Why acquisition strategy is critical for your product and how to think about it
Without the right acquisition strategy, few people will recognize the product and the startup will die.
This post at a glance:
What is acquisition strategy?
Why should you care about it in building a product?
Why short and long-term must go hand-to-hand
List of channel options you can consider 🔒
Notes for product managers and designers: how to utilize it in your work 🔒
Action plan to draft your acquisition strategy 🔒
Some people think if they build a great product, people will come. But this is no longer true in the digital era, where everything competes for your attention. Peter Thiel PayPal co-founder shared in his book Zero to One, "Poor distribution is the number one cause of failure."
Without growth, few people will recognize the product, and the startup will die.
Facebook was the first one who was doing the growth intentionally. They established the growth team in around 2008, and their active users grew significantly from 300 million to 1 billion monthly active users. As a result, almost every other top company in Silicon Valley established its growth teams, from LinkedIn to Pinterest to Uber, SurveyMonkey, Atlassian, Airbnb, Slack, and even Tesla.
As a product builder, refining your acquisition strategy means you design how you want to reach your potential customers—we call this channel. We must hypothesize about which channel is most effective and cost-effective.
But first, you should think holistically about both the short and long term.
Think both the short and long term
In building your PMF narrative, you don't need an extensive analysis of growth just yet. Your goal is to define hypotheses on what channels could effectively reach customers in the short and long term.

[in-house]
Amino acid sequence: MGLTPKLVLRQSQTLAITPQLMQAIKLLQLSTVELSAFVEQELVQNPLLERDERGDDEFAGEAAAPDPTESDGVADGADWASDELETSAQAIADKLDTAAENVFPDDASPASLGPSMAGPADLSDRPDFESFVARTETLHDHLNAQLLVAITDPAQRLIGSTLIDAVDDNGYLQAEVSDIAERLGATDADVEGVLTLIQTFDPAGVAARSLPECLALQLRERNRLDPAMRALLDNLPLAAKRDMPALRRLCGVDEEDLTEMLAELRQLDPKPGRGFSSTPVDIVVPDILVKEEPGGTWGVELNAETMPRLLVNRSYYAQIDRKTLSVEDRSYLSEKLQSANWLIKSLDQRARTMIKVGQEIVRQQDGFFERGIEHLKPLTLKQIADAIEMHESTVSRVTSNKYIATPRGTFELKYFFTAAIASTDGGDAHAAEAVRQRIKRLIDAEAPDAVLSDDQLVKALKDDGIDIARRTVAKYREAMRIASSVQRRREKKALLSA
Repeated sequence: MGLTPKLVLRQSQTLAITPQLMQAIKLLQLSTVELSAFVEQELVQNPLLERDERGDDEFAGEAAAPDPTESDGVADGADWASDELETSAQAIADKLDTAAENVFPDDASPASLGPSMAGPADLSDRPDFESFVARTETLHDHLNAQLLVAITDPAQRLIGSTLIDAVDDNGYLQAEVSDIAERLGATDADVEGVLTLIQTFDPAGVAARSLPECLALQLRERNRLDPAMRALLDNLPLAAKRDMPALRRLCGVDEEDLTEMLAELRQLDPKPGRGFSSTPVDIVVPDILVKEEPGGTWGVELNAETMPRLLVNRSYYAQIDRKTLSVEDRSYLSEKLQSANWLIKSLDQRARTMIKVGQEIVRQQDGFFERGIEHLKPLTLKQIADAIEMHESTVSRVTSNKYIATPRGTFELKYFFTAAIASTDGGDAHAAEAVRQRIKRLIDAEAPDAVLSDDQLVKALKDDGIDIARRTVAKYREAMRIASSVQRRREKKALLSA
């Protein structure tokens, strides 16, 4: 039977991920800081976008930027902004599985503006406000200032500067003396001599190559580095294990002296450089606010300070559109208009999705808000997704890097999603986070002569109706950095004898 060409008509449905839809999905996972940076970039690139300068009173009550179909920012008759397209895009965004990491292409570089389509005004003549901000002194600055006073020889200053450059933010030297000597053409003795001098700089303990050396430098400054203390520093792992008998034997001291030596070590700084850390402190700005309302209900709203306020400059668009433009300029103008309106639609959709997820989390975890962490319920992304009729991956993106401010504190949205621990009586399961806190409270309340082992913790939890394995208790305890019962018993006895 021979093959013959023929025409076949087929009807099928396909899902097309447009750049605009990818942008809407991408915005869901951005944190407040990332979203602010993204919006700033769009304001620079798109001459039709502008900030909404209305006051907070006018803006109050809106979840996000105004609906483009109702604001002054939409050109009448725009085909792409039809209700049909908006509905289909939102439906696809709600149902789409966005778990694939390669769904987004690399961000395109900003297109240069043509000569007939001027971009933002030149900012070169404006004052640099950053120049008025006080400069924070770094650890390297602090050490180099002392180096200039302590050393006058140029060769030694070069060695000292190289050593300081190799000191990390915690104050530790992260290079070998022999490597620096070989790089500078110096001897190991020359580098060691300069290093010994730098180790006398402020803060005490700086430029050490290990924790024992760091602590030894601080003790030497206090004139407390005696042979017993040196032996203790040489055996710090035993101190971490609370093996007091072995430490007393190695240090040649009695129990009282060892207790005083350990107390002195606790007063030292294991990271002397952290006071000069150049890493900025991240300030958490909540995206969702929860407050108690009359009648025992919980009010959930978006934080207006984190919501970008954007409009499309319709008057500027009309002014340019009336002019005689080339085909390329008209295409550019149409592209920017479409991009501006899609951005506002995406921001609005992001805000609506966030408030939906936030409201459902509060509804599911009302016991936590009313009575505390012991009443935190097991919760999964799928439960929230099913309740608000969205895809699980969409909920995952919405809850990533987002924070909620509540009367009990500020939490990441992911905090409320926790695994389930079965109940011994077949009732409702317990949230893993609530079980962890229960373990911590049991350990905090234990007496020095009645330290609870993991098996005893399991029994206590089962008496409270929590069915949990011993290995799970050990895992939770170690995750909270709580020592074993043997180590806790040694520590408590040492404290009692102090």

For the short term, you want to focus on anything that can help you get initial traction, even though it's not a scalable channel. For example, you can cold message customers, use a partner's network, or make a deal with a company manually.
Long-term channels, however, are scalable channels that can enable you to reach a much larger target audience, such as paid marketing or virality. Let's look further into the channel you can consider for the long term.
Stripe used to recruit users manually in their early days. The founders will go to the customers and setup the stripe by themselves. This is a good short-term channel because they can learn a lot during that process—discovering bugs along the way (source). While it’s not scalable in the long run, it’s a good short-term channel.
Principle: Think about both short and long term from the get-go.
If you only focus on the short-term channel, it's not scalable and expensive. If you only focus on the long-term channel, you can't get the initial result quickly and will die before you can execute your long-term strategy.
So, what channels can you consider as a product builder?